When the COVID-19 pandemic hit Atlantic City, NJ, in early 2020, the overall effect was devastating. Nearly 40% of the residents already lived below the poverty line. Thousands in the hospitality and service industries were laid off. People who have never stood in food lines found themselves lining up at the Salvation Army and other service organizations.

For the Sri Sathya Sai Center of Atlantic City, the opportunity to serve those in need was greater than ever. Center members had been conducting a monthly food service at Asbury Methodist Church for more than 5 years, a service that regularly drew 150-250 individuals. Physicians from the center would provide medical screening services with referral for follow-up care at a local free health clinic. With the onset of COVID-19, however, the church closed its doors and the center had to find an alternate location. In March 2021, they set up a portable tent on the parking lot at Renaissance Plaza, a popular nearby mall. Cloth face masks were distributed, along with bagged lunches, consisting of sandwiches, fruit and bottled water. The majority of the recipients were unemployed and homeless.

In July, Dr. Yatish Merchant, President of the Center, was approached at his workplace by a local case worker, Vinnie Kirkland, who helped them secure a huge mobile van. Owned by the Atlantic County Sheriff’s Foundation, the Hope One van is used during the week to reach people on the streets who were suffering from substance-use disorders, as well as provide COVID-19 tests, vaccinations and other needed resources to the community. Spacious and equipped with a refrigerator and kitchen, the van is just perfect to transport excess food to a different location after members complete distributing food at Renaissance Plaza. In September, the van traveled to a local park where 50 more individuals were given the remaining bagged lunches. In future, Dr. Merchant hopes to add medical screenings, like those previously offered in the church.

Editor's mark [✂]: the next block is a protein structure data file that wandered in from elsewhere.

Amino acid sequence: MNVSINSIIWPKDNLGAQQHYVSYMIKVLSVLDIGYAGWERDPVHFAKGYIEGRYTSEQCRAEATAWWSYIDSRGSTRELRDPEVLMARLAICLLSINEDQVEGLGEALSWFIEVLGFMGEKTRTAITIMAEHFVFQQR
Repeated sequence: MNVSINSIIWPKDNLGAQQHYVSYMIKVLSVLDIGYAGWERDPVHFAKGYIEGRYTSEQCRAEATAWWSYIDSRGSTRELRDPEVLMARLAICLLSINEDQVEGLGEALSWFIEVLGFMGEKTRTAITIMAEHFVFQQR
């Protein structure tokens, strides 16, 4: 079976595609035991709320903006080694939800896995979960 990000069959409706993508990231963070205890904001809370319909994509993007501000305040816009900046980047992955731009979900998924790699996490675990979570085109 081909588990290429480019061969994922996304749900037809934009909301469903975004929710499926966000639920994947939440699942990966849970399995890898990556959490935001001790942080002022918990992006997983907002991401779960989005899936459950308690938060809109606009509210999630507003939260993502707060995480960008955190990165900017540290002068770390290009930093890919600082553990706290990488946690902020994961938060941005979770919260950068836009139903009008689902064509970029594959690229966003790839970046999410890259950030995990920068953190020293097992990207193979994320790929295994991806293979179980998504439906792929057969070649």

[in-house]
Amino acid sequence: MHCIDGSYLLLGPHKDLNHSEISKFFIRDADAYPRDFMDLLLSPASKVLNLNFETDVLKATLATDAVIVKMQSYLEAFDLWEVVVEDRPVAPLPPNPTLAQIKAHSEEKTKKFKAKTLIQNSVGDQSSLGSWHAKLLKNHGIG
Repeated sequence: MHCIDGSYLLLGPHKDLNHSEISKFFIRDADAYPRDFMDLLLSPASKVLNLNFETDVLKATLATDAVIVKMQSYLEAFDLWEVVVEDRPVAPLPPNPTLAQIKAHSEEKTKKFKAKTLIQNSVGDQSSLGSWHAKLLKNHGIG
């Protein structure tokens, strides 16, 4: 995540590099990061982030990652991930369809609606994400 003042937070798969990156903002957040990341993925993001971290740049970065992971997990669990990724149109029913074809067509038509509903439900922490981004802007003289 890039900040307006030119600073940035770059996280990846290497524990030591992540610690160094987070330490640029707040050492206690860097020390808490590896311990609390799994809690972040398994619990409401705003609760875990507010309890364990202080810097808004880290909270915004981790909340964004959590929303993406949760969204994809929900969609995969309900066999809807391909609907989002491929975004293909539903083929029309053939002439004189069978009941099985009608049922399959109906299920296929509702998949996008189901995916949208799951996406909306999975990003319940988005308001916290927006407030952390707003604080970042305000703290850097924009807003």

For this monthly service, a list of food and supplies needed is shared with center members, who volunteer to buy the supplies and deliver them to the center. Freshly cooked food is delivered in trays to the van and kept warm. Some members of the larger community also make donations to the service.

For Kirkland, born and raised in Atlantic City, the partnership with the center has been rewarding. “There are a lot of homeless individuals in Atlantic City and a lot of food insecurity.  By partnering with groups like the Sri Sathya Sai Center, we are able to use the van to give food to people who are really in need, as well as distribute clothes and hygiene kits.”